Babies and young children are at increased risk of choking on food because they have small air and food passages and are still learning to move food around in their mouths and learning how to bite, chew and grind food.
To reduce risk of choking, early learning services should remove high-risk foods and alter the texture or size and shape of others. The Heart Foundation have created these resources to support the implementation of the requirements:
Food provided by parents
Where food is provided by parents, early learning services are required to promote best practice as set out in the Ministry of Health Guidance and provide the guidance to all parents. Promotion of best practice will look different at each service. For example, as part of their food policy, a service may choose to exclude foods supplied by parents that are identified as a choking hazard (much like services that ban nuts due to a child having an allergy). While we recommend services consider the above example, it is not a requirement and it is up to each service to decide, in consultation with their parents, whether they want to amend their Food Policy so that it includes these revised requirements.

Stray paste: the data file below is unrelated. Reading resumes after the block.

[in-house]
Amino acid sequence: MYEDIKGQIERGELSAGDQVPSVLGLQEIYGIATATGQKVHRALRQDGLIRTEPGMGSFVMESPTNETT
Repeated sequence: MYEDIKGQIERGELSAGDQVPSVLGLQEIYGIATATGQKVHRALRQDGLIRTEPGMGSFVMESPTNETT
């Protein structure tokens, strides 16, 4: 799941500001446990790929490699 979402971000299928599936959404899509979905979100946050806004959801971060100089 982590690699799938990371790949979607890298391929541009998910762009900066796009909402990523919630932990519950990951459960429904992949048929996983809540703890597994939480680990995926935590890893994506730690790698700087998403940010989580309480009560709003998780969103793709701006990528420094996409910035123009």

Do services need to check the lunchboxes of children and remove food that poses a high risk to choking?
No. Our requirement is that services must give parents a copy of the guidance and promote it.Services may set their own food policies, and some do. For example, to ban nuts where a child attending the service has an allergy. It is the choice of each service as to whether they want to have a food policy for parents that matches the requirements services must follow in providing food. As with all policies this should be developed in consultation with parents. However, services are not required to check and exclude any high choking risk food parents provide under these changes. Where such food is provided by parents for their child, health and safety obligations remain for the ECE service under the Health and Safety at Work Act 2015
This applies to any food provided by parents for their own child in home-based early learning settings.
Is the Ministry banning parents from putting food that poses a high risk to choking in their child’s lunchbox?
No. The requirements for food under the new criteria apply only to food provided and prepared by early learning services (centre-based and home-based early learning services and ngā kōhanga reo). Where parents provide food, services are required to promote best practice as set out in the Ministry of Health Guidance - Reducing food related choking for babies and young children at early learning services. A service could choose to promote best practice by deciding to put the same requirements in place for parents – but this is a decision for each service to make in consultation with parents. Some services already have food policies in place to exclude foods that a child attending the service may be allergic to, for example nuts.